So, there are a few moving parts, but at least now you can bring it up with a finance guy to see if it might make sense - a lot of people aren't aware of this rule so it is good to know about in your planning process.

Spork

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Re: What type of professional do I need for this legal/financial advice?
« Reply #14 on: January 22, 2014, 08:45:28 AM »
In essence the NUA rule allows you to pay income tax on the BASIS not the VALUE of the plan - which if it is an old one from back in the day that has appreciated over time might make a big impact to you.  The difference between basis and present value will still be taxable, but you can pay it at Cap Gains rates rather than income rates.

Um.  Wow.  That would be awesome.  Using the basis would almost surely be the best way (if possible) as this has been "dead" from a contribution standpoint for ... god, I can't remember... 11 years?

Saverocity

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Re: What type of professional do I need for this legal/financial advice?
« Reply #15 on: January 22, 2014, 09:10:18 AM »
In essence the NUA rule allows you to pay income tax on the BASIS not the VALUE of the plan - which if it is an old one from back in the day that has appreciated over time might make a big impact to you.  The difference between basis and present value will still be taxable, but you can pay it at Cap Gains rates rather than income rates.

Um.  Wow.  That would be awesome.  Using the basis would almost surely be the best way (if possible) as this has been "dead" from a contribution standpoint for ... god, I can't remember... 11 years?

You pay Ordinary Tax on the basis (plus likely a 10% penalty on the basis) and you do still have to pay Cap Gains on the gain.  It could be amazing, or it could be meh - works best for people who have a decent level of retirement income already and therefore the IRA distribution would be in higher bracket, but it could still work for you.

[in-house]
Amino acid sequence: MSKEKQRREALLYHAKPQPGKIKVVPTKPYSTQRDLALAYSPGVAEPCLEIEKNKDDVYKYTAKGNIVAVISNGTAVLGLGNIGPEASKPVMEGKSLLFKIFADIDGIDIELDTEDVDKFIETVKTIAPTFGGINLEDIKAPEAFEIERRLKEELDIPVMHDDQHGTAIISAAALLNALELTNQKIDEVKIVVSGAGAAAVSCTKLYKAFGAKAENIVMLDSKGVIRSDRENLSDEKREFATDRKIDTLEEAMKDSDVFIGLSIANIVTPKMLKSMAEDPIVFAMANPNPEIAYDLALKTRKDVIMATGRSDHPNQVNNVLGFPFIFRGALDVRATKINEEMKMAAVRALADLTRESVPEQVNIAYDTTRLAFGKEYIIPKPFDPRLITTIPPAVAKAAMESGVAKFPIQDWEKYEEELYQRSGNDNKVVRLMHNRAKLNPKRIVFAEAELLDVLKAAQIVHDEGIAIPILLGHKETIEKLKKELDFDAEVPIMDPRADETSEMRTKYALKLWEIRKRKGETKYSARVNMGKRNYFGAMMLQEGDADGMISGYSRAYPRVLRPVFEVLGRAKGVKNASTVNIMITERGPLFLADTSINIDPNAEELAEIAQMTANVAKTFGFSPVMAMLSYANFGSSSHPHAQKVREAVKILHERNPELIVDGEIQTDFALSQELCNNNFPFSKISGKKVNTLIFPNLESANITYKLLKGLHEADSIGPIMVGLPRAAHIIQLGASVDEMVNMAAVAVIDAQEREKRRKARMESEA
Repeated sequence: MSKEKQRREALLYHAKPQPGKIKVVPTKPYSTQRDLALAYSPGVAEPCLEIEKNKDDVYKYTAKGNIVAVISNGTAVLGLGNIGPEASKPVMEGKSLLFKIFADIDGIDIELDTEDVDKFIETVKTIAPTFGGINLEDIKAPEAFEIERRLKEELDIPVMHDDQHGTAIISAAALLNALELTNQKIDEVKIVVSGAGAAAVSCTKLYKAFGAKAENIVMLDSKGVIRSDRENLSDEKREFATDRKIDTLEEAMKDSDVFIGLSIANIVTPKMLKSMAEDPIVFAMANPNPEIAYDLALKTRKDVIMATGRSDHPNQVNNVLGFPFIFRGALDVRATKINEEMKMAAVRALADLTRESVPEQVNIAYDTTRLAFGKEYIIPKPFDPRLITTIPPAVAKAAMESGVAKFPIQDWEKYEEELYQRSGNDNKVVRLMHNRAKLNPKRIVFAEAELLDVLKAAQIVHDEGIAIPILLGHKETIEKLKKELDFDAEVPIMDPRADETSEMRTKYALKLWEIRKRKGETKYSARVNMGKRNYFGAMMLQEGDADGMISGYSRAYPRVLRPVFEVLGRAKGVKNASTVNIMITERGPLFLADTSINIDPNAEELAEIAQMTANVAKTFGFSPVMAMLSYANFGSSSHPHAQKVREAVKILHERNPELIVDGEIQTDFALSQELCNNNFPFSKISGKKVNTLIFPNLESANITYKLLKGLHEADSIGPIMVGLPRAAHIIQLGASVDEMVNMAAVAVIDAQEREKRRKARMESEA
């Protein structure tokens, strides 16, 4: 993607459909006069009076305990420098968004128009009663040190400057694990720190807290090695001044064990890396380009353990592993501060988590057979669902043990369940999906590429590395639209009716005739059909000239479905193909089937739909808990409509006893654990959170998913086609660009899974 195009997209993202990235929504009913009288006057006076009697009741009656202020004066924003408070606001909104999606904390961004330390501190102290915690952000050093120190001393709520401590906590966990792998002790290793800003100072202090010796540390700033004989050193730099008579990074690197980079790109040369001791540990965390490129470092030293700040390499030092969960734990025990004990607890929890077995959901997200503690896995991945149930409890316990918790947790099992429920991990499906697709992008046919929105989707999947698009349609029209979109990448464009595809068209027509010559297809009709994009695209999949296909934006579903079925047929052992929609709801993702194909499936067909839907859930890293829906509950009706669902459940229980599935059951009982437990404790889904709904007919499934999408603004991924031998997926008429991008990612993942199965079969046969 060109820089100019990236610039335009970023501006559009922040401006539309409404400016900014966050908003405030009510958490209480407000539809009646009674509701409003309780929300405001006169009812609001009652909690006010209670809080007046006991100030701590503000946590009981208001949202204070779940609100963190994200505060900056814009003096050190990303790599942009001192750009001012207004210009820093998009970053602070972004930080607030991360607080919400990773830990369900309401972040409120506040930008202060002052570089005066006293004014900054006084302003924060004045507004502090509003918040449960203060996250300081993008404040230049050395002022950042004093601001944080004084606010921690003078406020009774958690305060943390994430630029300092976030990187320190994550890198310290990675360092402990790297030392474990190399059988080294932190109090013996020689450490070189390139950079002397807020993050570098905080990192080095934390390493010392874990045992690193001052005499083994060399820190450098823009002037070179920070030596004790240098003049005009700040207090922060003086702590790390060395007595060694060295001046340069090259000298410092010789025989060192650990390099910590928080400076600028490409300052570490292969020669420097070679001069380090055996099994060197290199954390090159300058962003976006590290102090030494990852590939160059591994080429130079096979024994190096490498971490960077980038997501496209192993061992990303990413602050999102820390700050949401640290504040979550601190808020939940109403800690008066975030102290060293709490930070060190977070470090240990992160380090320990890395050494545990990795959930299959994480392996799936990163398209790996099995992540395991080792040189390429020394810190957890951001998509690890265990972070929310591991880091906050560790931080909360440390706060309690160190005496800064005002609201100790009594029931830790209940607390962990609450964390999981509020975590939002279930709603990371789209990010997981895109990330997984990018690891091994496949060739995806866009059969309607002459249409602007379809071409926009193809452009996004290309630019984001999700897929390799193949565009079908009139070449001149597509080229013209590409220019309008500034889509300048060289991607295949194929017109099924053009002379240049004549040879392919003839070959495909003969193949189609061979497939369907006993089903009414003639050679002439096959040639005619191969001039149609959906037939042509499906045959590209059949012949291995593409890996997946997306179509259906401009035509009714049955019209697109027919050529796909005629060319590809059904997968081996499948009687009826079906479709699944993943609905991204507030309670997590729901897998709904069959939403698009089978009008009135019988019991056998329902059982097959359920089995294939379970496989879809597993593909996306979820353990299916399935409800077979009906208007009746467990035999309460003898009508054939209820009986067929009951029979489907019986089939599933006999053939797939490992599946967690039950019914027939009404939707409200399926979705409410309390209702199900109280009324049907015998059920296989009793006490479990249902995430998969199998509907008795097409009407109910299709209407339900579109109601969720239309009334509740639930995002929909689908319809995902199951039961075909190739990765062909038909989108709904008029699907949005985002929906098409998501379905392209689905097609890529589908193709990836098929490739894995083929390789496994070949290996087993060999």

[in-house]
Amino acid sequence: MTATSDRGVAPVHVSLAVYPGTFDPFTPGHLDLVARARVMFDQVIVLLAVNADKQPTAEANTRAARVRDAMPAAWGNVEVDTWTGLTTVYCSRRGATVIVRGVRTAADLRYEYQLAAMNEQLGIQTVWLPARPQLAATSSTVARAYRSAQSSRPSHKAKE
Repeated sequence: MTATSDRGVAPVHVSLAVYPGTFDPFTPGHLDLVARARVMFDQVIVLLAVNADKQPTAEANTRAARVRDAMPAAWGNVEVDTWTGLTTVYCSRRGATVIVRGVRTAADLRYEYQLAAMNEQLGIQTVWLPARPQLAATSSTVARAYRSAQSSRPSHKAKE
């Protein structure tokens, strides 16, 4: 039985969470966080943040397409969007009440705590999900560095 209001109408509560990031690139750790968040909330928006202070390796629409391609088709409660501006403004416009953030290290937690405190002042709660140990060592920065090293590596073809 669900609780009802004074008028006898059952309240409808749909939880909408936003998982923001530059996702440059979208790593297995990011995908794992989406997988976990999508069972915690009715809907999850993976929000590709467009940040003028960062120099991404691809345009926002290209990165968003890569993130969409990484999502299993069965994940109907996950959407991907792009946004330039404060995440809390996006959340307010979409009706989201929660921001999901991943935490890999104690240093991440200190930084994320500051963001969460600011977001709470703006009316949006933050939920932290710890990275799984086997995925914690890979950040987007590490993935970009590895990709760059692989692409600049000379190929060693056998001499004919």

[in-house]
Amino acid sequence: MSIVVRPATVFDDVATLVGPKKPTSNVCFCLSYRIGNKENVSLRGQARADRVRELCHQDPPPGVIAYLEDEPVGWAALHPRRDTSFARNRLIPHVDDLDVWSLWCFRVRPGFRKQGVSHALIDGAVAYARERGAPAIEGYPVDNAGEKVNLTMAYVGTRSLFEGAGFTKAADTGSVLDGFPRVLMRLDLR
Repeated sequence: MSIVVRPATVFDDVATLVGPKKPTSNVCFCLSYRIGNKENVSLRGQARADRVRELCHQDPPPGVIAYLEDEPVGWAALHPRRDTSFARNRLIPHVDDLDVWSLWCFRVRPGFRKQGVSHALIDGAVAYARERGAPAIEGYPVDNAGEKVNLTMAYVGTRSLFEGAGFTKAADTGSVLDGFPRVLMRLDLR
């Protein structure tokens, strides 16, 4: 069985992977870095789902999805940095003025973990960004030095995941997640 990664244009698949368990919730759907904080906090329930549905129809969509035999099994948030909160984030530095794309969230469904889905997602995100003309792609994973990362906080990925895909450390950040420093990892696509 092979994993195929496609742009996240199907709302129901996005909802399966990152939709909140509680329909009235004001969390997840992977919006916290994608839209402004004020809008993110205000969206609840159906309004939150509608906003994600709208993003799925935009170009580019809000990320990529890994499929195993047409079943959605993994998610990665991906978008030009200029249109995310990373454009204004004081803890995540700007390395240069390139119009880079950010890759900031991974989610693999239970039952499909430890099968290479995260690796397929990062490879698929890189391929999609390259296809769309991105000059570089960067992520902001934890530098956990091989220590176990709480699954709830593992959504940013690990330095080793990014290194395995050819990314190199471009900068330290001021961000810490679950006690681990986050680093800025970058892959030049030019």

Requires a little modeling and a chat with a Pro.  Just trying to point you in the right direction with it as a concept.

Cheers,

Matt

Spork

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Re: What type of professional do I need for this legal/financial advice?
« Reply #16 on: January 22, 2014, 09:18:34 AM »

Saverocity: that is *extremely* helpful!  Just for final clarification: is this a financial planner question?  Or a CPA question?  Or both? 

I'm already accepting the fact I need a family lawyer for at least a consultation.  I'm just trying to sort out how many other folks I need to bring in.

Saverocity

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Re: What type of professional do I need for this legal/financial advice?
« Reply #17 on: January 22, 2014, 09:22:11 AM »

Saverocity: that is *extremely* helpful!  Just for final clarification: is this a financial planner question?  Or a CPA question?  Or both? 

I'm already accepting the fact I need a family lawyer for at least a consultation.  I'm just trying to sort out how many other folks I need to bring in.

It is more of a planner question.  A CPA-PFS designation might be a good option; these are CPAs with extra training in Planning.